Cluster Hardware

This section describes important hardware architecture considerations for your cluster.

When planning the hardware architecture for the cluster, make sure all hardware meets the node requirements listed in Preparing Each Node.

The architecture of the cluster hardware is an important consideration when planning a deployment. Among the considerations are anticipated data storage and network bandwidth needs, including intermediate data generated when jobs and applications are executed. The type of workload is important: consider whether the planned cluster usage will be CPU-intensive, I/O-intensive, or memory-intensive. Think about how data will be loaded into and out of the cluster, and how much data is likely to be transmitted over the network.

Planning a cluster often involves tuning key ratios, such as:
  • Disk I/O speed to CPU processing power
  • Storage capacity to network speed
  • Number of nodes to network speed

Typically, the CPU is less of a bottleneck than network bandwidth and disk I/O. To the extent possible, network and disk transfer rates should be balanced to meet the anticipated data rates using multiple NICs per node. It is not necessary to bond or trunk the NICs together; MapR is able to take advantage of multiple NICs transparently. Each node should provide raw disks and partitions to MapR, with no RAID or logical volume manager, as MapR takes care of formatting and data protection.

The following example architecture provides specifications for a standard MapR Hadoop compute/storage node for general purposes. This configuration is highly scalable in a typical data center environment. MapR can make effective use of more drives per node than standard Hadoop, so each node should present enough faceplate area to allow a large number of drives.

Standard Compute/Storage Node

  • 2U Rack Server/Chassis
  • Dual CPU socket system board
  • 2x8 core CPU, 32 cores with HT enabled
  • 8x8GB DIMMs, 64GB RAM (DIMM count must be multiple of CPU memory channels)
  • 12x2TB SATA drives
  • 10GbE network interface
  • OS using entire single drive, not shared as data drive

Best Practices

Hardware recommendations and cluster configuration vary by use case. For example, is the application a MapR-DB application? Is the application latency-sensitive?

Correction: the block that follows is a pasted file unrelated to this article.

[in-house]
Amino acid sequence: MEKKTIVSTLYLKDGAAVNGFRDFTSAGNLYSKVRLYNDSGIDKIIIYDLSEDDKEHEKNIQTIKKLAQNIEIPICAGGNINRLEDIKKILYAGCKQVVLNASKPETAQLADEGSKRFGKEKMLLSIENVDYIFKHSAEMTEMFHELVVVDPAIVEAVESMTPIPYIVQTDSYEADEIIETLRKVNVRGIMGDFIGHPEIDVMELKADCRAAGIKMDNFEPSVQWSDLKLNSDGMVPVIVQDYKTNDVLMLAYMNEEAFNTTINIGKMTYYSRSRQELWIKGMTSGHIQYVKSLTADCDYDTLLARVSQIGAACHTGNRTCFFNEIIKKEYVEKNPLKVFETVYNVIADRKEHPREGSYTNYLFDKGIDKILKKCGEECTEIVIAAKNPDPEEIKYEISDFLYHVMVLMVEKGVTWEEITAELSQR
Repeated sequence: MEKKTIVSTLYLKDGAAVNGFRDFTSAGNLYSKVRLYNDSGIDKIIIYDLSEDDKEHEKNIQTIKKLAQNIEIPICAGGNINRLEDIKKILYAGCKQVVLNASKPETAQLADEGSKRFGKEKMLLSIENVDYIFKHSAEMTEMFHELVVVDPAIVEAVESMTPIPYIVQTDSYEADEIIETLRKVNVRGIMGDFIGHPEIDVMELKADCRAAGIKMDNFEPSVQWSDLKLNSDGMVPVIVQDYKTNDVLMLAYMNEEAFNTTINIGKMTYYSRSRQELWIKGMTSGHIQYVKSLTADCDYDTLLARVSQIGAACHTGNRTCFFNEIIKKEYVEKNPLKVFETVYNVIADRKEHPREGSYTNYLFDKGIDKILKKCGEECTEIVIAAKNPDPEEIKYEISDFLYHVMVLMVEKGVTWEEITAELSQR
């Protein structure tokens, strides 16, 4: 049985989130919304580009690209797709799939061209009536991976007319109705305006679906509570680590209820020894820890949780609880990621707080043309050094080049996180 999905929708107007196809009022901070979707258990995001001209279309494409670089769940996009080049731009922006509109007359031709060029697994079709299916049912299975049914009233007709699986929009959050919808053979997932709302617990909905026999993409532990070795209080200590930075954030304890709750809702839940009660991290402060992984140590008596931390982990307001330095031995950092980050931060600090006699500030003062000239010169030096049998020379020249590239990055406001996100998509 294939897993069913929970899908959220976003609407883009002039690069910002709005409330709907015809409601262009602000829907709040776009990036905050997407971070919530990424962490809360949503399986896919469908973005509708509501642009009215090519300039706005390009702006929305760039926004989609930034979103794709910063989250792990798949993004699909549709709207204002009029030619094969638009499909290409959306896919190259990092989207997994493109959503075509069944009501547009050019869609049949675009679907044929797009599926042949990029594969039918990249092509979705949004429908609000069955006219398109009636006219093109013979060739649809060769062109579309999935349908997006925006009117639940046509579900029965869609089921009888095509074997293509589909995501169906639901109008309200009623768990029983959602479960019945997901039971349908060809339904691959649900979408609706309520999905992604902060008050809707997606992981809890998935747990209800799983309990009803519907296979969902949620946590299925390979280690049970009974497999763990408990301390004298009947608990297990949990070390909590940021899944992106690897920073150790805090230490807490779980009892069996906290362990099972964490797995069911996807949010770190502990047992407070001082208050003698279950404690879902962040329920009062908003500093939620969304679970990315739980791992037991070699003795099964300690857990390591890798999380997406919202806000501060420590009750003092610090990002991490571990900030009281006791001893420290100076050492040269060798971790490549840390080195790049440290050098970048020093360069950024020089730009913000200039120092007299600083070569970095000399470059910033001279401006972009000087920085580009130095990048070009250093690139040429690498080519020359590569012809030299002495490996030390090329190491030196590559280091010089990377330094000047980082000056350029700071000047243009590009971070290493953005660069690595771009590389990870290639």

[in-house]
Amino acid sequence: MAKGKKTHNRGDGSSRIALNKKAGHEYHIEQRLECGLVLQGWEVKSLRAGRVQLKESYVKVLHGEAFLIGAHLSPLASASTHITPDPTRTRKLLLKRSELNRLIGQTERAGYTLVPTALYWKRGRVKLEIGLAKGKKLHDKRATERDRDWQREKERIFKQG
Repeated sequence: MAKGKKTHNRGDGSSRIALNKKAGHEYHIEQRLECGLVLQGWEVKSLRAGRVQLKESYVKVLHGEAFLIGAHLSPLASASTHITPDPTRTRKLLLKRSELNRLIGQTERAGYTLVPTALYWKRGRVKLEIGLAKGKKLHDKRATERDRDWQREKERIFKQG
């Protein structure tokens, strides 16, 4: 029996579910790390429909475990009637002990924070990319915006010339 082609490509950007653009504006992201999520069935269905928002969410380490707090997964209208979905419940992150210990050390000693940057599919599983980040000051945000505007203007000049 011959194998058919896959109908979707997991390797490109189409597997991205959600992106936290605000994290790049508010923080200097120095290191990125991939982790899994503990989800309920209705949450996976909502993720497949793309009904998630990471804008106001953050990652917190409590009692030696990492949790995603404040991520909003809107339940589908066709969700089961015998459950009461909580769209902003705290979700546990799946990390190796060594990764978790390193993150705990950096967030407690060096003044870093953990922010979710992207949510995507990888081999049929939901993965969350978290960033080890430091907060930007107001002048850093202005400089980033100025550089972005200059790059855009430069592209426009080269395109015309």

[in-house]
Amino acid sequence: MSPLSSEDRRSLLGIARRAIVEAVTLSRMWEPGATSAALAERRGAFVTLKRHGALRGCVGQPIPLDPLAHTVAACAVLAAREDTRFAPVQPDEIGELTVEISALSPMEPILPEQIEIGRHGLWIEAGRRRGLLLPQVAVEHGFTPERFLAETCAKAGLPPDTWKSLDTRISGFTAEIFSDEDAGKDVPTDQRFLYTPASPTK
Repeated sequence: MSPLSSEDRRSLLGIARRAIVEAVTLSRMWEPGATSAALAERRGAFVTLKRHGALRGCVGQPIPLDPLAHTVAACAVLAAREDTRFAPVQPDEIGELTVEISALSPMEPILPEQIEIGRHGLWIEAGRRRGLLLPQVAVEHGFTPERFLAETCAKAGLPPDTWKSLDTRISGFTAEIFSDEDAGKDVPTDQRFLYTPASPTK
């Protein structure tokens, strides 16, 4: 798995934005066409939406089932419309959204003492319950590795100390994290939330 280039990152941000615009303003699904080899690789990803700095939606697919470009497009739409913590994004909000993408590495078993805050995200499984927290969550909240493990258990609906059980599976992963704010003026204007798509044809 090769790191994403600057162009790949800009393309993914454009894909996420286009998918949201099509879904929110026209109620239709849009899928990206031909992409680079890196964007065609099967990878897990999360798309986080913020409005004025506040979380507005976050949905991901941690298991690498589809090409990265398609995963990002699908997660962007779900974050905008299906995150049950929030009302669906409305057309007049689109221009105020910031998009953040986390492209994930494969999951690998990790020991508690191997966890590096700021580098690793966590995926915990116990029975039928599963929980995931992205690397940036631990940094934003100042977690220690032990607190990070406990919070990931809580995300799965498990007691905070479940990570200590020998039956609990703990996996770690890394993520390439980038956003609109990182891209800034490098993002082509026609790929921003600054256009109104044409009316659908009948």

The following recommendations apply in most cases:
Disk Drives
  • Drives should be JBOD, using single-drive RAID0 volumes to take advantage of the controller cache.
  • SSDs are recommended when using MapR-DB JSON with secondary indexes. HDDs can be used with secondary indexes only if the performance requirements are thoroughly understood. Performance can be substantially impaired on HDDs because of high levels of disordered I/O requests. SSDs are not needed for using MapR-ES.
  • SAS drives can provide better I/O latency and SSDs even lower latency.
  • Match aggregate drive throughput to network throughput. 10GbE ~= 10-12 drives.
Cluster Size
  • In general, it is better to have more nodes. Larger clusters recover faster from disk failures because more nodes are available to contribute.
  • For smaller clusters, all nodes are likely to fit on a single non-blocking switch. Larger clusters require a well-designed Spine/Leaf fabric that can scale.
Operating System and Server Configuration
  • CentOS or RHEL 7.2, 7.3, or 7.4 are supported, as well as SUSE 12 SP2 and Ubuntu 14.04 and 16.04. See Operating System Support Matrix (MapR 6.x).
  • Install the minimal server configuration. Use a product like Cobbler to PXE boot and install a consistent OS image.
  • Install the full JDK (1.8).
  • For best performance, avoid deploying a MapR cluster on virtual machines. However, VMs are supported for use as clients or edge nodes.
Memory, CPUs, Number of Cores
  • Make sure the DIMM count is an exact multiple of the number of memory channels the selected CPU provides.
  • Use CPUs with as many cores as you can. Having more cores is more important than having a slightly higher clock speed.
  • MapR-DB benefits from lots of RAM: 256GB per node or more.